Many think of religion as obedience to a set of moral laws or commandments. While it is true that there is a "moral obedience" component to religions, in most cases this is a gross over simplification. At the minimum, there are rituals, meditation and/or worship involved. In all of these, there are different attitudes and different notions as to what is being accomplished by a given religious observance in the context of a particular tradition. We will lay this discussion aside for the moment but it is well to keep it in mind as we consider what many think is the common moral center of humanity.

As far as a moral center is concerned there are common features but not complete agreement. This is what would be expected if the notion of law had a common origin. Adam and Eve had a simple regime of laws indeed only one commandment: "Do not eat of that tree." Jewish tradition has it that God gave Adam and Eve a set of rules when they left the garden to establish justice on the earth. These rules were expanded and given to Noah as the Noahide Laws.

According to traditional Judaism, G-d gave Noah and his family seven commandments to observe when he saved them from the flood. These commandments, referred to as the Noahic or Noahide commandments, are inferred from Genesis Ch. 9, and are as follows: 1) to establish courts of justice; 2) not to commit blasphemy; 3) not to commit idolatry; 4) not to commit incest and adultery; 5) not to commit bloodshed; 6) not to commit robbery; and 7) not to eat flesh cut from a living animal. These commandments are fairly simple and straightforward, and most of them are recognized by most of the world as sound moral principles. Any non-Jew who follows these laws has a place in the world to come. The Noahic commandments are binding on all people, because all people are descended from Noah and his family. (http://www.jewfaq.org/gentiles.htm11/26/09)

There is scriptural warrant to think that all people actually do have some inbuilt notion of what the law of God requires:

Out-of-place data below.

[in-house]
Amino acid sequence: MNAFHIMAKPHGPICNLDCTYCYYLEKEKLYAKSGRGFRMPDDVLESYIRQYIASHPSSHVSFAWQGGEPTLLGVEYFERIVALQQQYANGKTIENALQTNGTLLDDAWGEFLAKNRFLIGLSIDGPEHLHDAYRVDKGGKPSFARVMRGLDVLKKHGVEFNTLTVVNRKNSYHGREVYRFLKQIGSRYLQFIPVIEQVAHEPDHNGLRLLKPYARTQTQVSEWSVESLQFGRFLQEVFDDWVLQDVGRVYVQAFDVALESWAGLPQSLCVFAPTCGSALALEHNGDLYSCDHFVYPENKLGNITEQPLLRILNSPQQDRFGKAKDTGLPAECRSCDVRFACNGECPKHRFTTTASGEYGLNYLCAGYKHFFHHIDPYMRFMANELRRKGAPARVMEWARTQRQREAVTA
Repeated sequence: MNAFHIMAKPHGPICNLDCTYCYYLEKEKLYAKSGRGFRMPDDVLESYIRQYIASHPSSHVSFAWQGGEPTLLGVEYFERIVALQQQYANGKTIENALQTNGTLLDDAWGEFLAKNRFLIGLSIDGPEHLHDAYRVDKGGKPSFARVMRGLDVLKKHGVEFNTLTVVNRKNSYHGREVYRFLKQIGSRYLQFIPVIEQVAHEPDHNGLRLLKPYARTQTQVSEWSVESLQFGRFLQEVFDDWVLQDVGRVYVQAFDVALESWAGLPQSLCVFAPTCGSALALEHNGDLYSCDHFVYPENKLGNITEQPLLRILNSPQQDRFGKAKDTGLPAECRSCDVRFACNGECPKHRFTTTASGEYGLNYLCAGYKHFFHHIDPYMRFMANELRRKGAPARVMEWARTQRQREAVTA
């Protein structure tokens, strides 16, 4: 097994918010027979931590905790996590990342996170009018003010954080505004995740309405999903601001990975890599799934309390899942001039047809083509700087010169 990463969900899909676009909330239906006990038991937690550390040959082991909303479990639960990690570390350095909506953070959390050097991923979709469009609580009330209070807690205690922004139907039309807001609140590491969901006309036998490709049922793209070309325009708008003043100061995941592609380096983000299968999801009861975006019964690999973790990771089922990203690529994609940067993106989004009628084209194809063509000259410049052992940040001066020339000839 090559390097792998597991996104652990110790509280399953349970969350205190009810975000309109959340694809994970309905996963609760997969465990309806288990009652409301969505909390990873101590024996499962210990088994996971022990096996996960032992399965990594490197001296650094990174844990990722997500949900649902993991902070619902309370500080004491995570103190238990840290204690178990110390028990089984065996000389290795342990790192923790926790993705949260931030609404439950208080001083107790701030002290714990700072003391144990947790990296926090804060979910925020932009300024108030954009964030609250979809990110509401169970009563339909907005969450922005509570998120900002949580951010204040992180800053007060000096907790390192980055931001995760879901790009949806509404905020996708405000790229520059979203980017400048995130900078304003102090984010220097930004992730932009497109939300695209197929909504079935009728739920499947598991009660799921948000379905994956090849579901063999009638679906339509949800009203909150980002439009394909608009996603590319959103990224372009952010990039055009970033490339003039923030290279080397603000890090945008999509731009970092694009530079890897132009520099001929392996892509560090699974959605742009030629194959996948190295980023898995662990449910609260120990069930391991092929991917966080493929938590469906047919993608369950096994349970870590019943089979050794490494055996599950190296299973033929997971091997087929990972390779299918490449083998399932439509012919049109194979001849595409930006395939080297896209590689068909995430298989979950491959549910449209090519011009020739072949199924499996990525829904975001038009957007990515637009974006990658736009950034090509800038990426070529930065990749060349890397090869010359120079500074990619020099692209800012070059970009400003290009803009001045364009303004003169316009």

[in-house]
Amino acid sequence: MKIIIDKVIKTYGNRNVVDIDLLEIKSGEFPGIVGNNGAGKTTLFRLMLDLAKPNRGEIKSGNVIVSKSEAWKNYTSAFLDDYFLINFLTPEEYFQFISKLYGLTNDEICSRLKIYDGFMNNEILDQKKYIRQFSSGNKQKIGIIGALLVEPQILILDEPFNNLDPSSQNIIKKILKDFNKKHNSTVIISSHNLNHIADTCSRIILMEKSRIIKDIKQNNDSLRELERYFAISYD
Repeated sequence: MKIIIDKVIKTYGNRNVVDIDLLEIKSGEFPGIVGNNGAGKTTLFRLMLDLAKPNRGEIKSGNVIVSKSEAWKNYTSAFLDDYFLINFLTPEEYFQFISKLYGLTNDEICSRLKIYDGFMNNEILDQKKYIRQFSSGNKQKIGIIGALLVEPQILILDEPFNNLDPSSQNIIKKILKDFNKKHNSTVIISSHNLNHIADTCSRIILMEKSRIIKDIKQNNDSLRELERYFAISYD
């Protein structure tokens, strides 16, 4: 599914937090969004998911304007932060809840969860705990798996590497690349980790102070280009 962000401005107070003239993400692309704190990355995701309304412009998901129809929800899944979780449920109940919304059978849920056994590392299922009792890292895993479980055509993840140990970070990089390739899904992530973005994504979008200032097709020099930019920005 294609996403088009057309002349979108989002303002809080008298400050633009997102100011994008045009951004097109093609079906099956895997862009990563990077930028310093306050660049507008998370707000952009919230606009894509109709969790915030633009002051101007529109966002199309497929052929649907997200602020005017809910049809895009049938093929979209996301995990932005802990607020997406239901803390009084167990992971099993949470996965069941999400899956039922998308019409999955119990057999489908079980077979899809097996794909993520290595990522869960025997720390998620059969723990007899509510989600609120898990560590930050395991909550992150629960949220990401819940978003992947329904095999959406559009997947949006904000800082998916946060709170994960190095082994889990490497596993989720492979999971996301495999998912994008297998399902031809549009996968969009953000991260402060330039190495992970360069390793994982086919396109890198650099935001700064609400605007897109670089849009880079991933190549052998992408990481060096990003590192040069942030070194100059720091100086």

13For it is not those who hear the law who are righteous in God's sight, but it is those who obey the law who will be declared righteous. 14(Indeed, when Gentiles, who do not have the law, do by nature things required by the law, they are a law for themselves, even though they do not have the law, 15since they show that the requirements of the law are written on their hearts, their consciences also bearing witness, and their thoughts now accusing, now even defending them.) (Romans 2.13-15)

The contrast that Paul is making is between the Jews who have the revealed Law of God and the gentiles who do not. The wider point is that it does little good to have the revelation if you ignore it. But the observation that we can make with Paul is that this sort of moral center exists and we can perhaps explore it. (Additionally there is a long tradition of laws as can be seen here most these codes were thought to be of divine origin.)

This discussion is centered on the Ten Commandments from the Bible that can be found in Exodus 20.1-17 and repeated in Deuteronomy 5.6-21. These may form a summary of Judeo-Christian morality but they are by no means the last word. For example, the Jews have found 613 mitzvot or commands in the Torah and there are numerous other regulations in the Halakah. But strict obedience to these is not the sole purpose of religion in the Christian (or even the Jewish) sense. In his book on the 10 commandments Alistair Begg, a Christian, paraphrases Psalm 19.7-13:

The laws of God are not irksome to His children. They are precious and sweet. They warn of danger on either side of the path and there is great reward in keeping them (Begg p.191)

Here we see that the attitude of the heart is key to the observance of the law and this attitude transforms the observance of regulations into the joy of obedience. From inside a particular religion this attitude is not uncommon. From outside religious circles the rules, laws or commands sound like restrictions.

Following is an attempt to compare the fundamental commandments of world religions with the Ten Commandments from the Bible. There are those who do not think that the Bible or Christianity is not clear on these either so I offer a short discussion on that topic here. The fact that there should be this moral center that would be reflected in these commandments is fundamental to the Moral Argument for the existence of God, but that is yet another discussion.